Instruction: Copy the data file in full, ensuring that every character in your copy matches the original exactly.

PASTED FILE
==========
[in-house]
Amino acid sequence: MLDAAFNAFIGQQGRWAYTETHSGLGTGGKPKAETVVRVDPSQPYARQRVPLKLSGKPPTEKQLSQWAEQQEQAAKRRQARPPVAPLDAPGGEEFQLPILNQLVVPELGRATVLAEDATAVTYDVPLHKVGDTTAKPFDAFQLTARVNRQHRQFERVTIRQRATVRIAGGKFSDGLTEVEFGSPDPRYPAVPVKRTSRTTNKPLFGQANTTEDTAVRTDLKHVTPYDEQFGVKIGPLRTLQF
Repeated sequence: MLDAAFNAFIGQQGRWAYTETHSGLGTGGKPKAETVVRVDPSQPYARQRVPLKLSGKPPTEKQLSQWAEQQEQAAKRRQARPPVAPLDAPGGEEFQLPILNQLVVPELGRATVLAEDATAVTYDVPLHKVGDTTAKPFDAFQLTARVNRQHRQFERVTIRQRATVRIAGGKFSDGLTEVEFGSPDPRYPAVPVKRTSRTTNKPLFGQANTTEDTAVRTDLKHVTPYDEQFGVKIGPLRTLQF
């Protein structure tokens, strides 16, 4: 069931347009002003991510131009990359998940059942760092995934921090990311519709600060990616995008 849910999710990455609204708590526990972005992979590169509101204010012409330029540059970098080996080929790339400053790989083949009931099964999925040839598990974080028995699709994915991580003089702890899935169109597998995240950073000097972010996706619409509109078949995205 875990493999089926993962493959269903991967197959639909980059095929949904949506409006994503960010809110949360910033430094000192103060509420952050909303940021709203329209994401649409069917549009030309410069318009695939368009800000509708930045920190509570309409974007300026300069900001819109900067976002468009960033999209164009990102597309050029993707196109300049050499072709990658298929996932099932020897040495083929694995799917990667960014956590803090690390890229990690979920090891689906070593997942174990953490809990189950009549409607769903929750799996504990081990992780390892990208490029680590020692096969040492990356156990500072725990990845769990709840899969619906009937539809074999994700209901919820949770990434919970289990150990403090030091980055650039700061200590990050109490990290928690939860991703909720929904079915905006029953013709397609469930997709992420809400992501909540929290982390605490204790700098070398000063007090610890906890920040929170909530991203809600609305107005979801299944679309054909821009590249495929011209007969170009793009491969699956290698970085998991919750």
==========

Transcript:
[in-house]
Amino acid sequence: MLDAAFNAFIGQQGRWAYTETHSGLGTGGKPKAETVVRVDPSQPYARQRVPLKLSGKPPTEKQLSQWAEQQEQAAKRRQARPPVAPLDAPGGEEFQLPILNQLVVPELGRATVLAEDATAVTYDVPLHKVGDTTAKPFDAFQLTARVNRQHRQFERVTIRQRATVRIAGGKFSDGLTEVEFGSPDPRYPAVPVKRTSRTTNKPLFGQANTTEDTAVRTDLKHVTPYDEQFGVKIGPLRTLQF
Repeated sequence: MLDAAFNAFIGQQGRWAYTETHSGLGTGGKPKAETVVRVDPSQPYARQRVPLKLSGKPPTEKQLSQWAEQQEQAAKRRQARPPVAPLDAPGGEEFQLPILNQLVVPELGRATVLAEDATAVTYDVPLHKVGDTTAKPFDAFQLTARVNRQHRQFERVTIRQRATVRIAGGKFSDGLTEVEFGSPDPRYPAVPVKRTSRTTNKPLFGQANTTEDTAVRTDLKHVTPYDEQFGVKIGPLRTLQF
């Protein structure tokens, strides 16, 4: 069931347009002003991510131009990359998940059942760092995934921090990311519709600060990616995008 849910999710990455609204708590526990972005992979590169509101204010012409330029540059970098080996080929790339400053790989083949009931099964999925040839598990974080028995699709994915991580003089702890899935169109597998995240950073000097972010996706619409509109078949995205 875990493999089926993962493959269903991967197959639909980059095929949904949506409006994503960010809110949360910033430094000192103060509420952050909303940021709203329209994401649409069917549009030309410069318009695939368009800000509708930045920190509570309409974007300026300069900001819109900067976002468009960033999209164009990102597309050029993707196109300049050499072709990658298929996932099932020897040495083929694995799917990667960014956590803090690390890229990690979920090891689906070593997942174990953490809990189950009549409607769903929750799996504990081990992780390892990208490029680590020692096969040492990356156990500072725990990845769990709840899969619906009937539809074999994700209901919820949770990434919970289990150990403090030091980055650039700061200590990050109490990290928690939860991703909720929904079915905006029953013709397609469930997709992420809400992501909540929290982390605490204790700098070398000063007090610890906890920040929170909530991203809600609305107005979801299944679309054909821009590249495929011209007969170009793009491969699956290698970085998991919750």